What the Heck Is Methylation…Everybody’s Talking About It?
Blog #7 - May 2, 2016
In my last blog, I talked about the GX Sciences Nutrigenomic test. Remember? We can predict with increasing precision who is more likely to develop specific diseases; who will respond positively or react negatively to a particular drug or supplement therapy; and finally, which nutrients are optimal for a specific individual’s treatment, health, and well-being.There are five different important categories to look at when it comes to your genomic report: Methylation, Neurotransmitter, Mitochondria, Detoxification and Inflammatory markers. So, the next five blogs I will be covering these categories in depth. So, let’s get started with the biggie: Methylation.
What Is Methylation?
Methyl groups are essential for normal DNA cell replication! They literally turn genes “on” or “off.” “Bad” genes can lead to birth defects, depression, cognitive decline, diseases and cancer and can be expressed by a depletion of your body’s methyl groups.
So… if you have depleted methyl groups and you’re exposed to a toxin, an infection, or even a severe emotional stress, then all of a sudden—whammo--you express the bad gene, which can lead to a neurodegenerative disorder like Parkinson’s, or Alzheimer’s, an autoimmune condition, or cancer.
This process of moving methyl groups around is necessary for the functioning of several biochemical reactions such as DNA and RNA synthesis, creatinine generation, immune responses involved in silencing viruses etc. Methylation reactions are involved in most body functions, to some degree. This is why compromised methylation can cause or contribute to almost all health conditions. When we look at your Genomix Nutrition profile we can determine whether you have an MTHFR polymorphism, (SNP). On average 50% or more of the population appear to have genetic weaknesses of the MTHFR enzyme, causing them to have some difficulty resynthesizing methionine from homocysteine, absorbing B12, B6 and folic acid. This can be a factor in cardiovascular disease, mental illness, and perhaps other health conditions such as fatigue and exhaustion. Methyl groups play a role in:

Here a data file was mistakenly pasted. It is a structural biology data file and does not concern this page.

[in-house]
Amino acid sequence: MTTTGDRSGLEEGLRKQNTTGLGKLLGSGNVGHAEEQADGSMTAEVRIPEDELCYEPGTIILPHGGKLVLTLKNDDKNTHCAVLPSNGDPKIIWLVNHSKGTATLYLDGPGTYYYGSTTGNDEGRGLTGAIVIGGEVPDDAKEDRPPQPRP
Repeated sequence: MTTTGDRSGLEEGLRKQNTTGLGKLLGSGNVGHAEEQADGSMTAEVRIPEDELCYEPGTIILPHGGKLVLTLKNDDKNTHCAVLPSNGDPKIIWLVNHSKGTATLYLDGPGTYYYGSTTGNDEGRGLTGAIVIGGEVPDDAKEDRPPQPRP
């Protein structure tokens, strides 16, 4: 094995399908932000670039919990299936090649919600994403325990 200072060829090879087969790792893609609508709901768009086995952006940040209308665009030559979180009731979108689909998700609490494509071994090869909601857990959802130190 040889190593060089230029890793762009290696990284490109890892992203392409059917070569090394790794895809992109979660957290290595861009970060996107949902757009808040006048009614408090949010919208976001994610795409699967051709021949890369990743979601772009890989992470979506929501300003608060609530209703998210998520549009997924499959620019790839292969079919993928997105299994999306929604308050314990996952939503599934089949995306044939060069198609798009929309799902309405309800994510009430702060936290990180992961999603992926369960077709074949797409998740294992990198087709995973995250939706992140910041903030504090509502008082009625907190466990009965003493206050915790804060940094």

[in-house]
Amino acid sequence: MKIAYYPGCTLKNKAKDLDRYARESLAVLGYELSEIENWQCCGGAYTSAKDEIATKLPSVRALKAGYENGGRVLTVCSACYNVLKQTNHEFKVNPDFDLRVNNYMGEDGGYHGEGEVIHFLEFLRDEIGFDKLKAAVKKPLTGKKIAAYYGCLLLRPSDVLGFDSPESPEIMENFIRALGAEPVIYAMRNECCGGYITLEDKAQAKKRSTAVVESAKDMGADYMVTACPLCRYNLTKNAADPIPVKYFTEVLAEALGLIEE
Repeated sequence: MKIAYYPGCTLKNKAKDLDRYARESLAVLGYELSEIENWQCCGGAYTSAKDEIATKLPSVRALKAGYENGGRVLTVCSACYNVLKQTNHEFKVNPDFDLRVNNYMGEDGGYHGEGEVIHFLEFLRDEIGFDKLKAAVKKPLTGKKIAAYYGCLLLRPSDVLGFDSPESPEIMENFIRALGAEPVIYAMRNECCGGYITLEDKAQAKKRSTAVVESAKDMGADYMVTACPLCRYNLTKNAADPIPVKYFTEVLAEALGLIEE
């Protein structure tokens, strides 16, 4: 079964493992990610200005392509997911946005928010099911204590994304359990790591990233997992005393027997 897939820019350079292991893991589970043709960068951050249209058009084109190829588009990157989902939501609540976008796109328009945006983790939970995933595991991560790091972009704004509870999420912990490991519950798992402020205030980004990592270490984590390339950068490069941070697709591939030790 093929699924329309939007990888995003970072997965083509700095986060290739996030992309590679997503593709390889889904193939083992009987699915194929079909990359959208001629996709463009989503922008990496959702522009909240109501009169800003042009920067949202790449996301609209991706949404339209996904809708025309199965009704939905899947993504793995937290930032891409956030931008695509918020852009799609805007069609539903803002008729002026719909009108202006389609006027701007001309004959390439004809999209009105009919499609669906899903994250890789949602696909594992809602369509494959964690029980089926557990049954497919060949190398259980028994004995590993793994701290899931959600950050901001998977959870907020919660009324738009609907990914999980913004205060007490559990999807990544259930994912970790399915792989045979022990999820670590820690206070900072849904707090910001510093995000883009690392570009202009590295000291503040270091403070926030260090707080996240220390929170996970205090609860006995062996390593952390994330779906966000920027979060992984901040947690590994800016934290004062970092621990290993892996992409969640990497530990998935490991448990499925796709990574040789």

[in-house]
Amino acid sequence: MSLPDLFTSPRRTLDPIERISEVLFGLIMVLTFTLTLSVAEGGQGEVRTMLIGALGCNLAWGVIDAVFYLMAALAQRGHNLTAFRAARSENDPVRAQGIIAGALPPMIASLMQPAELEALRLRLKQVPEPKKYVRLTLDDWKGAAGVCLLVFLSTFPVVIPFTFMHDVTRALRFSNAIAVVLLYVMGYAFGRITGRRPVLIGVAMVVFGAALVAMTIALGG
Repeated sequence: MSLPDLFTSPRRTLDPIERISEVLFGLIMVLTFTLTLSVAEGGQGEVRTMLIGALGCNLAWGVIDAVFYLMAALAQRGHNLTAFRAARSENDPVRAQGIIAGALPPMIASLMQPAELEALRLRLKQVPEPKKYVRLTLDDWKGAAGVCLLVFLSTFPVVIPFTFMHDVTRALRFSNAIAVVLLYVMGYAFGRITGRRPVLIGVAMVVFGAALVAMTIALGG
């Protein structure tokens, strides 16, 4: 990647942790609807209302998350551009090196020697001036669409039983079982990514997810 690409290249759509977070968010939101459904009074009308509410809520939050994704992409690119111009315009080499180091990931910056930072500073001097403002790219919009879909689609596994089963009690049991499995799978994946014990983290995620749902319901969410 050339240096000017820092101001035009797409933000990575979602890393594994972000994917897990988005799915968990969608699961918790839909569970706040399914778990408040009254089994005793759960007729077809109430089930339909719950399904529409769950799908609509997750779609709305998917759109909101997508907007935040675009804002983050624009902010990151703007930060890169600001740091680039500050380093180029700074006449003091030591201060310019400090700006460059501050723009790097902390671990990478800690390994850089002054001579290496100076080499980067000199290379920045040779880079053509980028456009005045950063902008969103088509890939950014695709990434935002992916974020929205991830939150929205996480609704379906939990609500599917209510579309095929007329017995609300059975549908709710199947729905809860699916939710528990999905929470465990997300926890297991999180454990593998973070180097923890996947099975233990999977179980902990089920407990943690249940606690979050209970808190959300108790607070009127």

· Detoxification. Methylation is a primary method of removing toxins, by helping to convert fat soluble toxins to water soluble, so it can be excreted by the kidneys.
· Neurotransmitter synthesis and utilization. Methylation is part of the synthesis of dopamine and serotonin.
· Protein synthesis from our genes. Methylation is a key step in the formation of our enzymes and proteins.
· Protects the body’s telomeres. Telomeres are the “tails” on its DNA and chromosomes. As we get older these tails shorten. Methylation is involved in the preservation of these telomeres.
· Folate metabolism and cardiovascular health. Methylation is involved in converting homocysteine, back into methionine. Homocysteine is a dangerous amino acid that acts like the glue that holds plaque together in the artery.
· Hormonal regulation. Methylation is involved in balancing hormones in the liver, such as restoring the proper balance of estrogens, for example.
· Reduces inflammation by toxin removal, hormone balancing, neurotransmitter synthesis, and others.
· Helps protect the mitochondria. Methyl groups help adaptive energy production.
· Restores the level of SAMe to prevent depression, and other mental and physical effects on the body.
· Required to make coenzyme Q10. This vital substance is needed for heart health and for energy production within the mitochondria.
So, now you know how important methylation is. If you have an MTHFR SNP all of these processes can be compromised unless you have the right nutritional support. Next time we’ll talk about neurotransmitters.
Best of Health!
Radhia Gleis, Wellness Director
Radhia Gleis, CCN, is a Board Certified Clinical Nutritionist/Holistic Practitioner